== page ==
How is muscular dystrophy treated?
Moderate exercise programs and physical therapy can minimize contractures, and certain exercises may prevent or delay scoliosis. Surgery can sometimes be helpful in relieving muscle shortening. In addition, respiratory care for some individuals with MD may also help.
Medications known as corticosteroids have been found to slow muscle destruction in Duchenne MD. However, these potent anti-inflammatory drugs, used for many conditions besides MD, have serious side effects, such as weight gain, bone loss, cataracts, skin problems, high blood pressure, susceptibility to infection, and psychological difficulties. Researchers are testing new corticosteroids that may have fewer side effects.
Researchers have developed accurate protein and DNA-based carrier detection tests for families affected by Duchenne and Becker MDs. Carrier testing for other types of MD is being developed.
The prognosis of MD varies according to the type of MD and the progression of the disorder. Some cases may be mild and very slowly progressive, with normal lifespan, while other cases may have more marked progression of muscle weakness, functional disability and loss of ambulation. Life expectancy may depend on the degree of progression and late respiratory deficit. In Duchenne MD, death usually occurs in the late teens to early 20s.
QUESTIONS TO CONSIDER WHEN DETERMINING ACCOMMODATIONS
How do these symptoms or limitations affect the person and the person’s job performance?
What specific job tasks are problematic as a result of these symptoms and limitations?
What accommodations are available to reduce or eliminate these problems? Are all possible resources being used to determine possible accommodations?
Has the employee with MD been consulted regarding possible accommodations?
Once accommodations are in place, would it be useful to meet with the person with MD to evaluate the effectiveness of the accommodations and to determine whether additional accommodations are needed?
Do supervisory personnel and employees need training regarding MD, other disability areas, or the Americans with Disabilities Act?
ACCOMMODATION CONSIDERATIONS FOR PEOPLE WITH MD
(Note: People with MD will develop some of these limitations/symptoms, but seldom develop all of them. Limitations will vary among individuals. Also note that not all people who have MD will need accommodations to perform their jobs and many others may need only a few accommodations. The following is only a sample of the possibilities available. Numerous other accommodation solutions exist as well.)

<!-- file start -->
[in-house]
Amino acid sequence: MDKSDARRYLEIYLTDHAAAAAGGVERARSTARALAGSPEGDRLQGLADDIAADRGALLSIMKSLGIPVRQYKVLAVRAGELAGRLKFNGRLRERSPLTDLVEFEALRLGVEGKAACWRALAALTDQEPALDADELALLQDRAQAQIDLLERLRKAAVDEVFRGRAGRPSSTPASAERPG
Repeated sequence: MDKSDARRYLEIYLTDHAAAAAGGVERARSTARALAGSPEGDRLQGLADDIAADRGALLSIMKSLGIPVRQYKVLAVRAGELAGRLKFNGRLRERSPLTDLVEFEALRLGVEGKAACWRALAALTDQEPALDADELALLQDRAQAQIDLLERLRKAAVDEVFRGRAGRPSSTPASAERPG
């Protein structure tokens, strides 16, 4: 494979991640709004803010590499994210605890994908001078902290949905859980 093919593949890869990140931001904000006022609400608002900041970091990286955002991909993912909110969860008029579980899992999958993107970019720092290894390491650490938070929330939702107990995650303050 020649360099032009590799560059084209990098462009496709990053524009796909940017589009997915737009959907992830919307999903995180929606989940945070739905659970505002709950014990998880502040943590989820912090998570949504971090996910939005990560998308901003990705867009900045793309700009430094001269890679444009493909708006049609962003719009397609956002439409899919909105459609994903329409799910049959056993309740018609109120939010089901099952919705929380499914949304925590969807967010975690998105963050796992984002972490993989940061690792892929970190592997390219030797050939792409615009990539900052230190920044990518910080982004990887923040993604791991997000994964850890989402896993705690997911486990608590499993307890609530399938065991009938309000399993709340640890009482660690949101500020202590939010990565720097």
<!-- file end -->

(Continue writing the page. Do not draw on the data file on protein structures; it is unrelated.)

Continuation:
Activities of Daily Living:
Fine Motor Impairment:
Medical Treatment Allowances:
EXAMPLE ACCOMMODATIONS FOR PEOPLE WITH MD
A student with MD was limited in her use of the computer. She was accommodated with the Magic Wand Keyboard, a miniature computer keyboard and mouse. The keyboard worked with the slightest touch of a wand and no force was needed to activate the keys.
A staff employee with MD who operated a power chair with a joystick was having difficulty opening doors. The individual could not grasp door handles and was accommodated with automatic door openers.
A physician with MD was having problems getting up from a seated position after consulting with patients. The individual was accommodated with a lift cushion for his chair.
A counselor was having difficulty performing psychological evaluations due to cognitive limitations. Her manager agreed to provide written job instructions when possible, and make memory aids such as schedulers or organizers readily available.
A service worker was having difficulty maintaining a full workday due to fatigue. The individual was accommodated with periodic rest breaks away from the workstation, a flexible work schedule, flexible use of leave time, parking close to the work-site, and periodic work from home.
A technical writer with MD was having difficulty reaching her workstation. The individual was accommodated with a flat screen monitor, monitor arm, keyboard tray, footrest, headset, and strategically placed filing racks.
A secretary with MD was restricted from typing information into her computer due to fine motor limitations. She was accommodated with speech recognition.
A manager with MD was having difficulty with daily living needs. The individual was allowed to bring her service animal to work and provided an accessible restroom.
A lawyer with MD was having difficulty climbing stairs. He was accommodated with a stair lift.
An office worker with MD who distributed mail was having difficulty carrying mail to workstations. He was accommodated with a cart.
A writer with MD had severe hand weakness and was limited in her ability to use the keyboard. The individual was accommodated with a miniature keyboard with light touch features.